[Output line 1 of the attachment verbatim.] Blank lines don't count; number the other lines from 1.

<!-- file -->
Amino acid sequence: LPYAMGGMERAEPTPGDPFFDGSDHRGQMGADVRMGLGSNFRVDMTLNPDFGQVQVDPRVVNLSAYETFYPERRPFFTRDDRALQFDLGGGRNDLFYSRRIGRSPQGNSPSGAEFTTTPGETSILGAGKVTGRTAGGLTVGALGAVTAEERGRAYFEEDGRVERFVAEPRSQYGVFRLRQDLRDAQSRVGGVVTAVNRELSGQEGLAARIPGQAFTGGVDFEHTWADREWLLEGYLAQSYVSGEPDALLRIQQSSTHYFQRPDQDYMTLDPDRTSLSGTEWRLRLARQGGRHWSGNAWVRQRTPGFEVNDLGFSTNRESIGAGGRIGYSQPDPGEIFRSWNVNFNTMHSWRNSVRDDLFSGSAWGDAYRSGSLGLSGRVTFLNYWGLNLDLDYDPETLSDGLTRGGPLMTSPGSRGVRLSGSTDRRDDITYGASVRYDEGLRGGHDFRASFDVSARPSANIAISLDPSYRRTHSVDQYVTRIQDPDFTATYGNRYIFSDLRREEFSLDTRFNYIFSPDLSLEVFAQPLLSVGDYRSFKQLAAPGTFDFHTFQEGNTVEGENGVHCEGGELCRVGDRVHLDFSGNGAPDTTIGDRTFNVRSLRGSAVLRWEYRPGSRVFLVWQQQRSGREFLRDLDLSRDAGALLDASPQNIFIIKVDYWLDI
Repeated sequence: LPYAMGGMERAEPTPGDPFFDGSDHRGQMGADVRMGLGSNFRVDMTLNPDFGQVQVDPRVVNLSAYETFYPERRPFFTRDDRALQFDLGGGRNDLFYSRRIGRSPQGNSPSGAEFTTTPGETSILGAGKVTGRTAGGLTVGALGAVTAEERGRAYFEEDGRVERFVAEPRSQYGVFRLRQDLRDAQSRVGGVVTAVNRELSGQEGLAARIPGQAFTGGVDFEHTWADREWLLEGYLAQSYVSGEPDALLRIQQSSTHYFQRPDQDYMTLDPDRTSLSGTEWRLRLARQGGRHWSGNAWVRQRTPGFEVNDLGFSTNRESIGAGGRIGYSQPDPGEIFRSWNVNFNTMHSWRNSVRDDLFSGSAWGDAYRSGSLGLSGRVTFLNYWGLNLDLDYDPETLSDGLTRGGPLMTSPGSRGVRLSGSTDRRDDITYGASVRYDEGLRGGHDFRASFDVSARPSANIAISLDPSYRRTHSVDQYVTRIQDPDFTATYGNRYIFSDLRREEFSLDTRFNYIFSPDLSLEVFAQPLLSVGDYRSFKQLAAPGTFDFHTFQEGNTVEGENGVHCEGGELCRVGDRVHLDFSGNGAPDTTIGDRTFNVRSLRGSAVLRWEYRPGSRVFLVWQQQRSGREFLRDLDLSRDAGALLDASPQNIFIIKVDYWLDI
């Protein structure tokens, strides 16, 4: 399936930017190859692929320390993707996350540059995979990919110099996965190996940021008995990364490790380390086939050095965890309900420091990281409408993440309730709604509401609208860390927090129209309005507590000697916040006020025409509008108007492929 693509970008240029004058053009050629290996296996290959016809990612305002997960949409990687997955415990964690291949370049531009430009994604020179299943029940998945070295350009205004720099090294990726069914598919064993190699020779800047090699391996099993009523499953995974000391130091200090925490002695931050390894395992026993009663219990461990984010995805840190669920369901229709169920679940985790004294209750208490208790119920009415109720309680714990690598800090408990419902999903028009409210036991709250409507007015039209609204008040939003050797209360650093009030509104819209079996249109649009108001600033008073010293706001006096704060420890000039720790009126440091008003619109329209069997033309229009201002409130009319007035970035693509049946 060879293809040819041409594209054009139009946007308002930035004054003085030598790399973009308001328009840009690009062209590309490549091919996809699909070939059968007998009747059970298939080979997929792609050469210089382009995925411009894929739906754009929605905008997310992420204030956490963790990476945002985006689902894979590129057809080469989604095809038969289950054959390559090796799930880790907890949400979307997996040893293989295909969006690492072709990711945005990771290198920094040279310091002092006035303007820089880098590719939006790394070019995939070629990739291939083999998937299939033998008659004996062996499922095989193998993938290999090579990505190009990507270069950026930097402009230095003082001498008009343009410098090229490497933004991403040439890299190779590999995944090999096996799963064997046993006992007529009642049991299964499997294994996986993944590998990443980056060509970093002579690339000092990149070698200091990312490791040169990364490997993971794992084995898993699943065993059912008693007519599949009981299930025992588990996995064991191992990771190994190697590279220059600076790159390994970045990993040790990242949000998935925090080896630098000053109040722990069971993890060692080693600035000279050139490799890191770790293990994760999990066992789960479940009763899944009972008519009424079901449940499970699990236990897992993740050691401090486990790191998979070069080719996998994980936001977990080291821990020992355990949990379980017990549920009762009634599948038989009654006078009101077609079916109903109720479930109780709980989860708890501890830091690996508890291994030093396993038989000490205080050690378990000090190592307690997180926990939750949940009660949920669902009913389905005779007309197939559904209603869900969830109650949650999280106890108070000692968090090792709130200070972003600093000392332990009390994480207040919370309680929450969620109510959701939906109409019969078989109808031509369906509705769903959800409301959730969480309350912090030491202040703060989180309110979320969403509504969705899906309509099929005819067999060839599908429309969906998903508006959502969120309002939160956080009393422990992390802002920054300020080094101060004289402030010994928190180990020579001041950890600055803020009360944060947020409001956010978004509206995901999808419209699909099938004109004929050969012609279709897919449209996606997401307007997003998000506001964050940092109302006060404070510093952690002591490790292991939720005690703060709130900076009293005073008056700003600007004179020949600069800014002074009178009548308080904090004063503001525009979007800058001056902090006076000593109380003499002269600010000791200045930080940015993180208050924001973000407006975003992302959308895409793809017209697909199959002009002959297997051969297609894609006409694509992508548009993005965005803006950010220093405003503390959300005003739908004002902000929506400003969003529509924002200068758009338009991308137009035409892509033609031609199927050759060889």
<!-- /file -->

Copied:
Amino acid sequence: LPYAMGGMERAEPTPGDPFFDGSDHRGQMGADVRMGLGSNFRVDMTLNPDFGQVQVDPRVVNLSAYETFYPERRPFFTRDDRALQFDLGGGRNDLFYSRRIGRSPQGNSPSGAEFTTTPGETSILGAGKVTGRTAGGLTVGALGAVTAEERGRAYFEEDGRVERFVAEPRSQYGVFRLRQDLRDAQSRVGGVVTAVNRELSGQEGLAARIPGQAFTGGVDFEHTWADREWLLEGYLAQSYVSGEPDALLRIQQSSTHYFQRPDQDYMTLDPDRTSLSGTEWRLRLARQGGRHWSGNAWVRQRTPGFEVNDLGFSTNRESIGAGGRIGYSQPDPGEIFRSWNVNFNTMHSWRNSVRDDLFSGSAWGDAYRSGSLGLSGRVTFLNYWGLNLDLDYDPETLSDGLTRGGPLMTSPGSRGVRLSGSTDRRDDITYGASVRYDEGLRGGHDFRASFDVSARPSANIAISLDPSYRRTHSVDQYVTRIQDPDFTATYGNRYIFSDLRREEFSLDTRFNYIFSPDLSLEVFAQPLLSVGDYRSFKQLAAPGTFDFHTFQEGNTVEGENGVHCEGGELCRVGDRVHLDFSGNGAPDTTIGDRTFNVRSLRGSAVLRWEYRPGSRVFLVWQQQRSGREFLRDLDLSRDAGALLDASPQNIFIIKVDYWLDI